In the opening scene of Personal Shopper, a young woman drives up to the high gates of a large house. Once inside, she wanders through dark and empty corridors, framed only by moonlit windows, calling out the name Lewis. For a moment this feels familiar: as we watch her descend a dark flight of stairs and run through shadowy rooms across creaky floors, we seem to be easing into the faintly voyeuristic yet recognisable territory of a supernatural horror. Yet, just as we think we have the measure of this world, it shifts.
Strange, compelling, and at times frustrating, Olivier Assayas’ Personal Shopper is – appropriately for a modern-day ghost story – a film determined to disorient and unsettle both its characters and viewer throughout. Defying genre conventions and easy conclusions at every turn, it is somehow a postmodern pastiche of gothic horror, a nuanced portrait of grief, and an investigation of life under late capitalism – all at the same time. It may not always quite come together, but the film’s genre-blending is ultimately engaging, generating a sense of unease that lingers long beyond its closing credits.
Following her appearance in Assayas’ previous film, The Clouds of Sils Maria, Kristen Stewart returns here as Maureen, a young American in Paris and the personal shopper of the film’s title. Her day job involves driving around Paris to pick up clothes for her demanding celebrity boss, Kyra. But this is neither the life she wants, nor the only one she inhabits. She is not, we discover, really in the city for work, but because it is where her twin brother Lewis died. He was a medium, and like him, Maureen believes she may have the ability to intuit the presence of the dead. She is waiting for him to send her a sign – she wants to believe there is a place from which he can still speak. When she’s not transporting bags of designer clothes across the city (and even sometimes when she is), she’s looking for him.
Much of what works about the film comes down to the subtle performance of Stewart, creating a character so engaging and complex that we cannot simply dismiss or laugh off the film’s supernatural bent. It is on one level a story about the pain of grief, and Stewart excels at conveying this, exuding a brittle vulnerability throughout. In a world of surfaces and screens, of glassy store-fronts and Skype phone-calls, Maureen stands out, carrying with her a sense of emotional gravity and half-buried agitation.
Even as she creates this sense of muted grief, Stewart resists sentimentalising Maureen, drawing out the character’s contradictions. Like the ghosts she sees, we come to feel that she is in some ways a shape-shifter, never fully settled in any one place or role. Maureen tells us that she will not be the conventional female horror-movie protagonist who ‘runs from a killer and hides’. Yet, even as she aims to avoid the implied passivity of the victim – portraying her act of waiting as an active choice – we cannot be sure that she is entirely in control. Stewart’s performance allows for both possibilities at once, hovering in the tense space between activity and passivity.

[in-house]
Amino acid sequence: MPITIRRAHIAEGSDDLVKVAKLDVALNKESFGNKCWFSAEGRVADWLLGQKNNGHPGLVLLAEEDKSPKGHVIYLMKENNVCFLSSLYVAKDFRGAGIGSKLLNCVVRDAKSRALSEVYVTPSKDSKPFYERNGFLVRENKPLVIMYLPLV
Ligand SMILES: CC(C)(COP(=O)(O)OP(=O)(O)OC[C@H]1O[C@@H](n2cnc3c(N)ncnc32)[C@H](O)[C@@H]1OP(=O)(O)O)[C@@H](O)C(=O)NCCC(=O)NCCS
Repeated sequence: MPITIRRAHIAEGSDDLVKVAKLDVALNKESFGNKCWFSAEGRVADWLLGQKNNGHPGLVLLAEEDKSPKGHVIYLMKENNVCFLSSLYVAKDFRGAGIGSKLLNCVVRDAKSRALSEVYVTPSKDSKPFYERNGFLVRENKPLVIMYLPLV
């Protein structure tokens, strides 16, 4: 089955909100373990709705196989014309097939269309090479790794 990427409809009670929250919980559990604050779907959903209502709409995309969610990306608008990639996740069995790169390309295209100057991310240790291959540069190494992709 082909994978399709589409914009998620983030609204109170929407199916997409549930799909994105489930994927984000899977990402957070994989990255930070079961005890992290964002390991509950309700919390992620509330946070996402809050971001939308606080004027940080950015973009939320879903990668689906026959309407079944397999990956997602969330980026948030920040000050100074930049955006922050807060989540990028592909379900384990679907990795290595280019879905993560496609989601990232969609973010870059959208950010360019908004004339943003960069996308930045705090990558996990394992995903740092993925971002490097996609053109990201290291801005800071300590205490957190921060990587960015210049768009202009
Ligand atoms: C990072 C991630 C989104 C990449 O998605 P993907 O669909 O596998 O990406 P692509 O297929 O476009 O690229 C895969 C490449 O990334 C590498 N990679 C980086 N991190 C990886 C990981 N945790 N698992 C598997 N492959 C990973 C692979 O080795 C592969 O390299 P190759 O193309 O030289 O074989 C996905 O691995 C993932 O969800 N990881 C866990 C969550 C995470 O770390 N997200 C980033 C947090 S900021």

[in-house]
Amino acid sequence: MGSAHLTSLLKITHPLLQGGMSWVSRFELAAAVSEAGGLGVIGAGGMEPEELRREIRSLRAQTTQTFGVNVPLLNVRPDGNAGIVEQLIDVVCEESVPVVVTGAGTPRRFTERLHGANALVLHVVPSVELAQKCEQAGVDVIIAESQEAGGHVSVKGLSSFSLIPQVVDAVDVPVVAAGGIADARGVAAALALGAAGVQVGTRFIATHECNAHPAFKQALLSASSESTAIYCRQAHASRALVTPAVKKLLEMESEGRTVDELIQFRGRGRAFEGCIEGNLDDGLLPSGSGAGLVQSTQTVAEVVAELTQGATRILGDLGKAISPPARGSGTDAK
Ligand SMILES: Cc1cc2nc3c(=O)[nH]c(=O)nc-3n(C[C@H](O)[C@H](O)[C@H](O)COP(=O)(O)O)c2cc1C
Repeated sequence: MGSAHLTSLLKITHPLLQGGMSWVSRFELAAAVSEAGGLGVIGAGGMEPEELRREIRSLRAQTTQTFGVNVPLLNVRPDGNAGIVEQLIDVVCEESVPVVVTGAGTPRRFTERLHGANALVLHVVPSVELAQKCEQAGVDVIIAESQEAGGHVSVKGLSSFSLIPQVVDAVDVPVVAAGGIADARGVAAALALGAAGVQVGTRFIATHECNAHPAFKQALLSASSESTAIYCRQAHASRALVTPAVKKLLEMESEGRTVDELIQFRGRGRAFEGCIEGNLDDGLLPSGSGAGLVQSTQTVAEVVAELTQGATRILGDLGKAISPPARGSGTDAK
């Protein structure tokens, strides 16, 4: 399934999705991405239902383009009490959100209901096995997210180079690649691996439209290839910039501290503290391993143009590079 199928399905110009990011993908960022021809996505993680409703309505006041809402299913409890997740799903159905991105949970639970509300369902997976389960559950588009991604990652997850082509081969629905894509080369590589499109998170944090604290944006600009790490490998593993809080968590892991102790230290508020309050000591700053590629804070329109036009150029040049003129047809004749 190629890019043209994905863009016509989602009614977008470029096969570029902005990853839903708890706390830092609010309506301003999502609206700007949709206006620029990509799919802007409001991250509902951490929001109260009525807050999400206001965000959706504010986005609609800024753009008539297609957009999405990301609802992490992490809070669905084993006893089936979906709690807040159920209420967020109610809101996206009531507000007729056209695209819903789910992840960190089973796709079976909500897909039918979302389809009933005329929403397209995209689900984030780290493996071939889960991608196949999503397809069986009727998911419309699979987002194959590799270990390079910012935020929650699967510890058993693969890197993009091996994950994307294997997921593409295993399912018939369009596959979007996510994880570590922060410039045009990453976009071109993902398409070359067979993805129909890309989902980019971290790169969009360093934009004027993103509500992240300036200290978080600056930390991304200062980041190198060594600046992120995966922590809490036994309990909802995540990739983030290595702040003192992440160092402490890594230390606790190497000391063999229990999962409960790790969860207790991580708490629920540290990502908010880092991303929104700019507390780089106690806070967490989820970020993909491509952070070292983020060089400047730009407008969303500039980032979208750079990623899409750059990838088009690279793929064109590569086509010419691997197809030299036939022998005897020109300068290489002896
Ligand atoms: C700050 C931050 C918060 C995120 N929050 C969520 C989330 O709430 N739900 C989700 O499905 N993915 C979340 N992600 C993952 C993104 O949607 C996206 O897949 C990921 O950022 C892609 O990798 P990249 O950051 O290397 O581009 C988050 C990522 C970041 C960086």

Maureen often seems to reject the trappings and gendered roles of the world in which she works, to somehow be apart from it. But, at one key moment, she tries on Kyra’s dresses, as if by wearing them she can – as she says – be someone else. This is no simple Cinderella story, where a woman is transformed via an expensive dress. Maureen does not explain fully why she is trying on Kyra’s clothes, or even who she wants to be through them – what seems to matter is the fantasy in and of itself, the possibility of being beyond the life she normally inhabits.
What are the reasons behind this fantasy – and why must it be realised by trying on designer dresses? Like much of the film, these questions remain unresolved. Yet, it is hard to believe that Assayas is not commenting on our contemporary moment. By making the designer shop and luxury flat the site where we encounter ghosts – not just the haunted house – he brings together the tropes of genres that we usually would not meet; the point is that they are more connected than they seem. It is no coincidence that late capitalist society is often described as spectral: there is perhaps something even more ghostly about the synthetic and mediated nature of our relationships to each other and ourselves than the computer-generated appearances of Assayas’s film. The fantasy of new and different lives might seem liberating, but perhaps it also risks condemning us to living provisionally, believing we must buy the privilege of becoming something new.
Indeed, while Maureen presents her supernatural encounters in a disarmingly matter-of-fact tone, the real characters in the film often appear more fleetingly than the ghosts themselves. Travelling around the world for work, they are always on the move. Her relationships are frequently mediated through screens of different kinds – her conversations with her boyfriend on Skype, her texts to her employer. Are these, the film asks, more real than the emotionally-charged moments of potential contact with her brother? Sometimes the distinction between the supernatural and the real is entirely unclear. Central to the plot is a creepy, mysterious figure from whom Maureen receives texts; is this a ghost, a real person, the embodiment of internal desires that Maureen does not want to own?
Perhaps the answers here don’t matter. Like its protagonist, the film inhabits more than one world – and this is what makes it both strange and interesting. It hints at social commentary, at psychological investigation, and at supernatural horror, without every fully realising any of these strands or genres. We never know quite what it – or its ghosts – are trying to say. Revelling in ambiguities and uncertainties, the film not only invites us to puzzle out its mysteries, but also asks us to explore the very source of our unease.